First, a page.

Plants need to keep their air passages clear and healthy, just as animals do. Plants “breathe” by taking in air through holes (called stomata) on the surface of their leaves. These pores are often surrounded by raised ridges. Stomata are necessary for a plant to survive, but they are also a point of entry for potential pathogens—microorganisms that can cause disease. Fungi like powdery mildew and rusts use these holes to enter and infect leaves.
After landing on a leaf, fungal spores germinate and put out thin thread-like tubes (called hyphae). These tubes explore the leaf’s surface looking for stomata. When the hyphae find a pore, they enter and fill it. From there they grow into the plant tissue, digesting and consuming it.
How do fungi find these pores? It turns out they respond to the texture of the leaf surface. Rusts recognize ridges on the plant surface and grow at right angles to them, increasing their chance of locating stomata, while powdery mildew recognizes the shape of special cells around the stomata and uses them as a cue.
Mulberry trees live in wet climates that can put plants at greater risk of infection by fungi. Some species of mulberry, however, have evolved unique texturing on their leaves. These surface patterns confuse fungal hyphae, masking the regular features that otherwise signal the presence of stomata.
Fungal hyphae cannot penetrate directly through the leaf surface that they land on and must enter through stomata. And hyphae can’t revert to spore form once they germinate. By masking their stomata, mulberry leaves cause fungal spores to exhaust their energy and die before they can find a way into the leaf for food.
The mulberry’s approach to protecting its stomata could inspire new ways of controlling fungal growth on other surfaces.Edit Summary
“Leaf surfaces of M. laevigata and M. serrata appeared very rough under SEM with prominent surface sculptures and abundant epidermal outgrowths (Table 1; Figures 2a,b). Stomata were mostly sunken or hidden amidst the cuticular elevations. Germination of conidia appeared normal and the germ tubes emerged towards the leaf surface and grew appressed to it. Penetration of hyphae occurred only rarely and the hyphae generally passed over stomata without entering them (Figure 2c). The surface undulations also appeared to mislead the hyphae which produced penetration hyphae over local depressions outside stomatal complexes. Occasionally several stomatopodia were found to have developed in quick succession indicating the complexity of the tropic signals from the highly undulated epidermal surface (Figures 2d, e and f). The hypha frequently passed over stomata without producing stomatopodia over them, but produced stomatopodia immediately after them over some grooves.” (Babu et al. 2003:209)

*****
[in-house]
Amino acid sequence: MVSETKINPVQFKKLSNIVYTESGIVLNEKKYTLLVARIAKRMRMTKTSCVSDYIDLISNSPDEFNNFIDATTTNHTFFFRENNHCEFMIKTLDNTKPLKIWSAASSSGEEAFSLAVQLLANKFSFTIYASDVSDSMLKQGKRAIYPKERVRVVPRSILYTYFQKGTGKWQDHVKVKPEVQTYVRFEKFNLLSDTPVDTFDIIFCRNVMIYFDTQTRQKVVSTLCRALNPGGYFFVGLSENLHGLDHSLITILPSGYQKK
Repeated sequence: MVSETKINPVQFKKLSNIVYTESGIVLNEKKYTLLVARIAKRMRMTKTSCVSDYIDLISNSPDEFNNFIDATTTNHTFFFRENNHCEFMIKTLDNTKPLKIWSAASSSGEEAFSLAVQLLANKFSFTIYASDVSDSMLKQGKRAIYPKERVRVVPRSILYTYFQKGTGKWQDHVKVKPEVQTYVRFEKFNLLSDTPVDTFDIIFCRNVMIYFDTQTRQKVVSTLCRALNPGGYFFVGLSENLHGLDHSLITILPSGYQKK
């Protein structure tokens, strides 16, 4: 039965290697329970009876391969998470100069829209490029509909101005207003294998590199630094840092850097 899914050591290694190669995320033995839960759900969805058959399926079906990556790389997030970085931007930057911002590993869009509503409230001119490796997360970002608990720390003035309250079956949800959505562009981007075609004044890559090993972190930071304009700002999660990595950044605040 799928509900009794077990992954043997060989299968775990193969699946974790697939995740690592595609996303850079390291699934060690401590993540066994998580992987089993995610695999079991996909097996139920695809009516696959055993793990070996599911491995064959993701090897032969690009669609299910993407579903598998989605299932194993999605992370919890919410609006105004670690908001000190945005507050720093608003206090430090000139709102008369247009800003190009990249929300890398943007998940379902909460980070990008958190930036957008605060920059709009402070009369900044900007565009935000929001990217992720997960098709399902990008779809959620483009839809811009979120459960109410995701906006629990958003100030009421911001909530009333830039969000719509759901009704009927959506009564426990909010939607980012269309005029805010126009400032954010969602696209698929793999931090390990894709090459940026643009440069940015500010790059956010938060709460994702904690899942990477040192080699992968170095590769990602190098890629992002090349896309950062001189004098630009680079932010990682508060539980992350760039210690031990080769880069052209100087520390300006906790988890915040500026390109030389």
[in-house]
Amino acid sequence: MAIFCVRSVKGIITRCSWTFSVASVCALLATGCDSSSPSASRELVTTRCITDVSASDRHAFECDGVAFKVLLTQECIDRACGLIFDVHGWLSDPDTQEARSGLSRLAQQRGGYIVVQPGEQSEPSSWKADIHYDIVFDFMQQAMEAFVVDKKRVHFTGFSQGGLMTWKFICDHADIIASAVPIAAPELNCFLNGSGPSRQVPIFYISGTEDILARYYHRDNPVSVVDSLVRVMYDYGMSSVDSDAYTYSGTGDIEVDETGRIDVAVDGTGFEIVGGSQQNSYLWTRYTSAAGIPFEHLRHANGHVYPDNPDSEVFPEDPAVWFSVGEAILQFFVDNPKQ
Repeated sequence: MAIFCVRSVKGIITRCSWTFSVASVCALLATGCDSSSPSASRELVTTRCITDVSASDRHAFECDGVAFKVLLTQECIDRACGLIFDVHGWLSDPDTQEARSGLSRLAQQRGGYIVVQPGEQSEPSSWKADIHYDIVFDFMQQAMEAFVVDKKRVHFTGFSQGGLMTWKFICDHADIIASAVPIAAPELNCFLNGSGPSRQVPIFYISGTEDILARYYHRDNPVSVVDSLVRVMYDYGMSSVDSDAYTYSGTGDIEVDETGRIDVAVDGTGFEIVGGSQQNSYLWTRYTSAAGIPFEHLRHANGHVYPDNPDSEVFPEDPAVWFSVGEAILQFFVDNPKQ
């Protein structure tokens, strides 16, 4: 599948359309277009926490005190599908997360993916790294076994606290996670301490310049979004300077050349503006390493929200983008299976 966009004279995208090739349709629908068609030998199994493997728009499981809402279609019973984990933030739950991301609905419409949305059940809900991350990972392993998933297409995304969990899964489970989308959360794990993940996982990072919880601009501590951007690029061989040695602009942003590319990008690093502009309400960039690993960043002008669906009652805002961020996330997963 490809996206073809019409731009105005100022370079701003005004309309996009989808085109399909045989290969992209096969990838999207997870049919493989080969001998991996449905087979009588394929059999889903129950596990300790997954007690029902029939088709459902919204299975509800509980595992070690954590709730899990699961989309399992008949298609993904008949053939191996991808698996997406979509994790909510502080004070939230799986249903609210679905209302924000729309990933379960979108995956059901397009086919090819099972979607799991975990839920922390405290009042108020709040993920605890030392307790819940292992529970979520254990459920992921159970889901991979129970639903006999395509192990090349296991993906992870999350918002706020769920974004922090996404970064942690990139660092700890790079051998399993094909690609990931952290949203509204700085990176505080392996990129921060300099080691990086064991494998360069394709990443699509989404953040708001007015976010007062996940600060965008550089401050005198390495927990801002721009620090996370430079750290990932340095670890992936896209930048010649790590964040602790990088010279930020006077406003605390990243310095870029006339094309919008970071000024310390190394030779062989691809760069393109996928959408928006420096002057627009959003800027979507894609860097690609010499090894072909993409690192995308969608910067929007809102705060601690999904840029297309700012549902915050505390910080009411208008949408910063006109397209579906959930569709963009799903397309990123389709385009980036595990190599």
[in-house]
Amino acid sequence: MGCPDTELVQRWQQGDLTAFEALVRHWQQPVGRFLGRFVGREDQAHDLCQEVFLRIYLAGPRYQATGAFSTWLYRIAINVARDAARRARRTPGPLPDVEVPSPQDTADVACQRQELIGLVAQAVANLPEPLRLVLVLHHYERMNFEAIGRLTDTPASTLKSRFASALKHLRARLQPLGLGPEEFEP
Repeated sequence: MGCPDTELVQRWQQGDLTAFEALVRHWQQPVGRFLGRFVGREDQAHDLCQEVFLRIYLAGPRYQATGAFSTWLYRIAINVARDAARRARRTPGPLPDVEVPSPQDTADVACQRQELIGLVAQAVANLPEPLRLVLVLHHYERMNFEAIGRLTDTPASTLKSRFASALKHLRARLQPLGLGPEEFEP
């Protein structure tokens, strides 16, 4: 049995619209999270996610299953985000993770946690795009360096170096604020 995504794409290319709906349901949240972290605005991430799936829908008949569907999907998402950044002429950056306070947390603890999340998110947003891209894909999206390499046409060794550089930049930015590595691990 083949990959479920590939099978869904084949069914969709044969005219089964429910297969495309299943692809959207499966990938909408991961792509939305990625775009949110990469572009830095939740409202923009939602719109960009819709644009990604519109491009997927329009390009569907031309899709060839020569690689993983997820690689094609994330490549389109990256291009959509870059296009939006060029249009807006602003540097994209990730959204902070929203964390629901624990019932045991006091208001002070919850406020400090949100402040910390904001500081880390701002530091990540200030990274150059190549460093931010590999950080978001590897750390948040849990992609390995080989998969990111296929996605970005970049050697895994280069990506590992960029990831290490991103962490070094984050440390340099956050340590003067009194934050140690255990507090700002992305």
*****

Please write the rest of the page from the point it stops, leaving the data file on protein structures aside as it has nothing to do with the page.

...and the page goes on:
Tropic failure of Phyllactinia corylea contributes to the mildew resistance of mulberry genotypesMycopathologia, 156: 207–213October 1, 2003
“The germ tubes of rust fungi possess a highly sophisticated capability for sensing host topographical signals and this plays an important role in achieving successful infection of a host plant. During the pre-penetration phase on the leaf surface, rusts respond in specific ways to different topographical stimuli” (Read et al. 1997:163)
“In this study, we found that 91±99% of germ tubes of the cereal rusts P. graminis tritici (wheat stem rust) and P. hordei (barley brown rust) dierentiate appressoria upon encountering host stomata. Using artificial microfabricated substrata we have shown, for the first time, that a reproducibly high percentage (83±86%) of germ tubes of these rusts can be induced to dierentiate appressoria in response to topographical signals alone. Germ tubes of these species dierentiated over closely spaced, multiple ridges and grooves, but not to a significant extent over single ridges.” (Read et al. 1997:164)